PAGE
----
Use Dr. Taylor’s 5-step do-it-yourself MLM evaluation quiz to predict whether or not you can expect to make any money from an MLM. It is based on 20 years’ research and analysis of the compensation plans of 500 MLMs.

Before we share our evaluations, please do your own evaluation here. Use with any MLM or chain selling* program.

We will not be responsible for the consequences of a decision that is ultimately yours to make. (See Disclaimer.) But we are confident that you will here receive the best advice available on how to make that decision. To begin, obtain the compensation plan of the MLM program you are considering. Then answer the questions for each step and follow the links to its conclusion. To be fully informed, read the background information for each of the “5 red flags.” When you have completed all five steps, see how your evaluation compares to ours.

Since it is based on solid research, it is much safer to use this “5-step Do-it-yourself MLM Evaluation” as the basis for deciding on participation, than to accept the claims of MLM recruiters on potential income – especially since law enforcement seldom requires disclosure of information essential to making a good decision.

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About this evaluation tool

After extensive research corroborated by MLM company reports, “5 Red Flags” have been identified which when found in a compensation plan lead to losses in excess of 99% – in at least four independent investigations. After completing this evaluation, you might want to read the full report “The 5 Red Flags for Identifying Exploitive Pyramid Schemes, or Recruiting MLMs”, a summary of which was published in the newsletter for the National White Collar Crime Center and presented at an Economic Crime Summit Conference in Dallas.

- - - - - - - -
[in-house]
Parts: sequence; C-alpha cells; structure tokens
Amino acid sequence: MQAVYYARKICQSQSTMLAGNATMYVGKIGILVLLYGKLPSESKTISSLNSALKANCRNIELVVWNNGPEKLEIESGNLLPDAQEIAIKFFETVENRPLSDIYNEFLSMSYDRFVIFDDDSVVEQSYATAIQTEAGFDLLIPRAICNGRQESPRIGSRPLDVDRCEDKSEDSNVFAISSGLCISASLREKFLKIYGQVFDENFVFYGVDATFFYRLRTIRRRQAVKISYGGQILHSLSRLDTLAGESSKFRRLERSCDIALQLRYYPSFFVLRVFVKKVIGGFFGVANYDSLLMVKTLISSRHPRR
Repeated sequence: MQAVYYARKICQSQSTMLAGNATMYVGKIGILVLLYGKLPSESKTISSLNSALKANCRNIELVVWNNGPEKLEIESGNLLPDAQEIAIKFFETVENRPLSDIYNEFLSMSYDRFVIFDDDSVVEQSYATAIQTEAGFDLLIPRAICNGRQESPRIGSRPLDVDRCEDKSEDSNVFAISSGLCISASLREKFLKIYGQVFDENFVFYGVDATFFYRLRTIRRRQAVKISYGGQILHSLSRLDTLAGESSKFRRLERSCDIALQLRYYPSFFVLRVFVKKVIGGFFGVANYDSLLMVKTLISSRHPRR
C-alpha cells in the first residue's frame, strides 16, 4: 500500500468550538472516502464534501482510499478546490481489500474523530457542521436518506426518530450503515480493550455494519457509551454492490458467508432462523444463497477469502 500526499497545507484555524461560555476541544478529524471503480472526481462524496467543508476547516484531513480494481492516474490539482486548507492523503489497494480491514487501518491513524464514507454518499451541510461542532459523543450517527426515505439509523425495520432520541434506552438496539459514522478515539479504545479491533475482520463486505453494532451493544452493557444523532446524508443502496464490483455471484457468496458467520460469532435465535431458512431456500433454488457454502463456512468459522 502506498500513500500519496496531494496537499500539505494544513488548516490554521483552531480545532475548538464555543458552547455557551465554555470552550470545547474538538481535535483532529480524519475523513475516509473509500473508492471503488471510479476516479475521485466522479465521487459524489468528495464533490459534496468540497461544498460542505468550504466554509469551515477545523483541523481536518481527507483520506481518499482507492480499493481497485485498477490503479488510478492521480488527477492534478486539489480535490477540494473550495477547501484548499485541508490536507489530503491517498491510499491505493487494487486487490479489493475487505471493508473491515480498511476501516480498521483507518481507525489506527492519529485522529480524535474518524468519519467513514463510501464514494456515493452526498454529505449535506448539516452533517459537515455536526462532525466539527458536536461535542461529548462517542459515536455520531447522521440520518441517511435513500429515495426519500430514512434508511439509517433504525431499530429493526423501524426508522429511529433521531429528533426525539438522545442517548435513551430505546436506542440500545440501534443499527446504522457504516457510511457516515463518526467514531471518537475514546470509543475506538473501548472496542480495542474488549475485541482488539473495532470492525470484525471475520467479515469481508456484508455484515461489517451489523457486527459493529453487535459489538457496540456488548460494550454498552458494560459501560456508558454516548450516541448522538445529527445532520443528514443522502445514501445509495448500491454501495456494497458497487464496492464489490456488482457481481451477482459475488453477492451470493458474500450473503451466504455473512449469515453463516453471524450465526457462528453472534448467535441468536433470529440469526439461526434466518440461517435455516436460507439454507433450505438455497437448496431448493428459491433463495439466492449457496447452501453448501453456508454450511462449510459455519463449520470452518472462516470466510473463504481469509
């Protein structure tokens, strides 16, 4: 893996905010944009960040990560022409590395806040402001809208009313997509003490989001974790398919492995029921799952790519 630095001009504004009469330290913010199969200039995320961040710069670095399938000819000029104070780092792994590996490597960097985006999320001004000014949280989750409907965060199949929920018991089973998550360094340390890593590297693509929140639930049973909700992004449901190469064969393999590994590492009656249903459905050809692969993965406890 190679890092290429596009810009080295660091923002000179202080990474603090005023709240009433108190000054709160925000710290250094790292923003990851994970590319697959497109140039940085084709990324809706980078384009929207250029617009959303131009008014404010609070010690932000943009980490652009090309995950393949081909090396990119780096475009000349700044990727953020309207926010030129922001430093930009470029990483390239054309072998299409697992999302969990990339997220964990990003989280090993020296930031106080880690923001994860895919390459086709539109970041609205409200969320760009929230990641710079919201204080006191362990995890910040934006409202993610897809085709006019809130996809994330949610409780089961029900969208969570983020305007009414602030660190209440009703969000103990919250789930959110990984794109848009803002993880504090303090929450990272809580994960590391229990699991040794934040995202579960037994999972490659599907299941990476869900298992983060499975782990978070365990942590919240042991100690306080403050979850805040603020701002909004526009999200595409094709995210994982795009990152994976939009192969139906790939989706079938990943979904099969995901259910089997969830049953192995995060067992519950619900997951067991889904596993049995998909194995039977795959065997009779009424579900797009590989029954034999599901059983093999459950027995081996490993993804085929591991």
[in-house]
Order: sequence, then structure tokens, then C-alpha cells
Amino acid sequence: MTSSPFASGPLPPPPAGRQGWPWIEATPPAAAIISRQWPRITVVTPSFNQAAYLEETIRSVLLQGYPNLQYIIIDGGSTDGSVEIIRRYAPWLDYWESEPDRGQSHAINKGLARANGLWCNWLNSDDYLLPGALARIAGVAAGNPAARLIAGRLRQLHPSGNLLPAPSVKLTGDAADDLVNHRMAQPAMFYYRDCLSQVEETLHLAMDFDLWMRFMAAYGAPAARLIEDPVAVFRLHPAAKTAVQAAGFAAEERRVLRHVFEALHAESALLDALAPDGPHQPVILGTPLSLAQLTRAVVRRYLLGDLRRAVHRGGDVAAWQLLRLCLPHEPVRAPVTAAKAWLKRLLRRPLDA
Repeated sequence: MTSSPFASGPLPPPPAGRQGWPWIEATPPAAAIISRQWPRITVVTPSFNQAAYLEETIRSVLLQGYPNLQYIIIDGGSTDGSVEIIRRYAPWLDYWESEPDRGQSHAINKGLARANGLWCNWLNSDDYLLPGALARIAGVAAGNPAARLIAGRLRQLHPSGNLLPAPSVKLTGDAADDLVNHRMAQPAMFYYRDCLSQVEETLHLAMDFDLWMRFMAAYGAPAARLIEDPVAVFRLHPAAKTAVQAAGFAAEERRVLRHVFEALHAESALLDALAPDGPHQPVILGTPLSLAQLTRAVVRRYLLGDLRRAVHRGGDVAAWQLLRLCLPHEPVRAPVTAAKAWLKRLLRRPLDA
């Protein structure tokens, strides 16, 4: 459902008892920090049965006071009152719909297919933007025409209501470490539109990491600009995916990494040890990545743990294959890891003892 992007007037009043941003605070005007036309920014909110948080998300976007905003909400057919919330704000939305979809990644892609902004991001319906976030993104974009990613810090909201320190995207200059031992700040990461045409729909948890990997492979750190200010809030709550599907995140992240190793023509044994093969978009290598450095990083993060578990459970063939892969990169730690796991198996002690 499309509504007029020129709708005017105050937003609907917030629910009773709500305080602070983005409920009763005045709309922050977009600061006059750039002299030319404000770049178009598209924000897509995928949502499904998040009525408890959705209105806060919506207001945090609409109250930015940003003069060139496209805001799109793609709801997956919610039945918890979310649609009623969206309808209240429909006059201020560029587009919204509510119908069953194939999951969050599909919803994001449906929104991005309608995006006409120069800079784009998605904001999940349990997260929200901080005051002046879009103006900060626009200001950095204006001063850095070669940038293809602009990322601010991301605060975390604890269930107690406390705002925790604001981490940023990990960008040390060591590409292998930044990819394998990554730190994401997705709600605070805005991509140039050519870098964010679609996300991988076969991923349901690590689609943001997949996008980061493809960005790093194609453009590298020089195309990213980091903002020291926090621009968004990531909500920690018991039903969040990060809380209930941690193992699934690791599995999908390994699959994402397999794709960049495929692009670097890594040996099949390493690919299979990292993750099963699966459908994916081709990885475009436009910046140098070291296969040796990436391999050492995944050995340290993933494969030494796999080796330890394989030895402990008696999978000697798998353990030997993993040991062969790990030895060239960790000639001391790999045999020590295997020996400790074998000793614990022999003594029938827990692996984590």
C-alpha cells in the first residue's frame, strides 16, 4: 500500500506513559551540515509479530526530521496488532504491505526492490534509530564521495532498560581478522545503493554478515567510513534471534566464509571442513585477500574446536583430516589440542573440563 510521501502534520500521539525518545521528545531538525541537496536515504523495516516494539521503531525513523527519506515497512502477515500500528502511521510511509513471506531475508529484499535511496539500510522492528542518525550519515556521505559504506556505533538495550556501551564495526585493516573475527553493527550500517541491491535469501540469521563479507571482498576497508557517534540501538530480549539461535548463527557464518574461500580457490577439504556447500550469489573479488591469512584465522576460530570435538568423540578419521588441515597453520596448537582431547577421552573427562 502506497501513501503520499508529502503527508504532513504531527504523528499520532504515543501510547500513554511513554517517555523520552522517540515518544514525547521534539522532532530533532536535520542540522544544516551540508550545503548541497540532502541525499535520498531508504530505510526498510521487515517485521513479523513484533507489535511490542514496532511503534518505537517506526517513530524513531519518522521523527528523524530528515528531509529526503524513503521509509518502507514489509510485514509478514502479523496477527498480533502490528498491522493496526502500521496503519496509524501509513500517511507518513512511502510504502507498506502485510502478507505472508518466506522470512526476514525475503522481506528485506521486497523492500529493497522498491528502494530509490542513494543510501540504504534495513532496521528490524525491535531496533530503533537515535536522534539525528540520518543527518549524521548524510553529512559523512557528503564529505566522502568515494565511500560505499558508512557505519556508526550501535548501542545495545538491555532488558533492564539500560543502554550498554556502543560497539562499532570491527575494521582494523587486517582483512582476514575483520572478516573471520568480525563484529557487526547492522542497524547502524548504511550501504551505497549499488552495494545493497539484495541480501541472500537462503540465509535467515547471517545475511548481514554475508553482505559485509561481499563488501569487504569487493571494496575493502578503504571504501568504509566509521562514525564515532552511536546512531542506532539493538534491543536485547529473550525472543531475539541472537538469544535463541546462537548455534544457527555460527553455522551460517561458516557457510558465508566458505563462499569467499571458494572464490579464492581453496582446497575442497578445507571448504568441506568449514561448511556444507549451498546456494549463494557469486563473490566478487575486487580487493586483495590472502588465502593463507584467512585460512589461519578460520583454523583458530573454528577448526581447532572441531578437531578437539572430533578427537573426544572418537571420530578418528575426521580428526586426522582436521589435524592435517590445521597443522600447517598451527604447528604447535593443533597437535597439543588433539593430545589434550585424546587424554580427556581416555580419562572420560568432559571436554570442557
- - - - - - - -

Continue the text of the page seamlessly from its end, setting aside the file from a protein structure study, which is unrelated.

* Chain-selling programs are referred to as “multi-level marketing” (MLM), “network marketing,” “consumer direct marketing,” etc. The MLM industry would even like to be called “direct selling,” even if little direct selling to actual customers is taking place. Regardless of what promoters call a program, this 5-step do-it-yourself analysis will help you evaluate their potential for income or loss. Avoid falling for the semantic trap of chain-selling promoters who say they are not MLM, or multi-level marketing. If the program pays on more than one level of participants, it is multi-level or MLM. If you get paid only for selling directly to customers and get no override commissions (other than a small referral fee) for recruiting more than one level of participants, it is single level compensation and could be considered true direct selling.

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